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Ricado Jacobs

The agrarian question in the 20th and early 21st century has been the subject of sharply polarized debates. These debates, often Eurocentric in scope and focus, approach agrarian change through the over-determined category of ‘agrarian transition’; that is, the generalization of capitalist relations. The unintended consequence is to naturalize ‘primitive accumulation’ or ongoing dispossession, particularly in settler colonial societies. Strikingly, these debates often ignore the differential weight and effect of race, class, indigeneity, ethnicity and gender. In response to historical and ongoing racialized dispossession, we are witnessing a global explosion of insurgent agency from below including the Zimbabwe fast track land reform, the Zapatista movement, No Dakota Access Pipeline (#NoDAPL) Movement, Amadiba Crisis Committee against Australian Mining in South Africa, amongst others. The self- activity and independent self-organization of subaltern classes globally are important building blocks for rethinking anti-capitalist agrarian change; however, it has received limited attention of scholars with a few notable exceptions. The talk seeks to redress this lacuna by rethinking the agrarian question grounded in the self-activity and insurgent agency of subaltern classes.  This shifts our analytic lens away from the mechanistic, linear, stageist approach that has narrowed the parameters in which the agrarian question has been debated.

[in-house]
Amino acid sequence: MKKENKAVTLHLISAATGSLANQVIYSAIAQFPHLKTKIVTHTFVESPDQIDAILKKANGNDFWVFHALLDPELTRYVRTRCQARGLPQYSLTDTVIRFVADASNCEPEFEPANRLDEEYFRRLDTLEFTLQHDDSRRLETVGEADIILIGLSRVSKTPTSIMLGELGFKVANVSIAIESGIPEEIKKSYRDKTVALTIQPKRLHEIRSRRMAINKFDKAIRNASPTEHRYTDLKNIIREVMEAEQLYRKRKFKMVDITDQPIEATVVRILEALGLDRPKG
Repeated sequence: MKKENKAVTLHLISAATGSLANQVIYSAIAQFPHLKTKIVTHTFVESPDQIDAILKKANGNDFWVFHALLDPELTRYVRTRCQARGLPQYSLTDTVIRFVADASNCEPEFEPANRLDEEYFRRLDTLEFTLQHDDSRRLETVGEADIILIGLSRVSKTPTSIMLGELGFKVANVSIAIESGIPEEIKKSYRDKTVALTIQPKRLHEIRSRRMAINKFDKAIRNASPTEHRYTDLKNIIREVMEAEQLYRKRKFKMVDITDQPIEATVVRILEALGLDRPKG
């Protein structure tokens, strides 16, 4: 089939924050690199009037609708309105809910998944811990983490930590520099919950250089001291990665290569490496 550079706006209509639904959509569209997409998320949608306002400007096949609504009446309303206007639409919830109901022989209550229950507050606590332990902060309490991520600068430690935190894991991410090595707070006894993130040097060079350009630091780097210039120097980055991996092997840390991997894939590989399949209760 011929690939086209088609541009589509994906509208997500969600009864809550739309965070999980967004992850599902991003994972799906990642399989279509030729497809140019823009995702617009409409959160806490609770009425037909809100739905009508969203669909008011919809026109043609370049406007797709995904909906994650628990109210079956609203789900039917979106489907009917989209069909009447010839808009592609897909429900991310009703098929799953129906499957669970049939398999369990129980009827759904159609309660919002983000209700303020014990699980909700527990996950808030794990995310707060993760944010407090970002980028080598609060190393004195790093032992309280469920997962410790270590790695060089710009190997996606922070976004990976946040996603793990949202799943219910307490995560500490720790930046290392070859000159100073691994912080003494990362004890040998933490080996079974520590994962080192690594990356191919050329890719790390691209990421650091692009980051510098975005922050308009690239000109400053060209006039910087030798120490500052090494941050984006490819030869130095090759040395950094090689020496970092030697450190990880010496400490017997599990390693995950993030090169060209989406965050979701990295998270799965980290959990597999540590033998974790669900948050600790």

Virtual
12:30pm - 2:00pm

“What we're trying to do here at UCSB is come up with solutions.”

Chris Costello

Environmental and resource economist
Bren School of Environmental Science & Management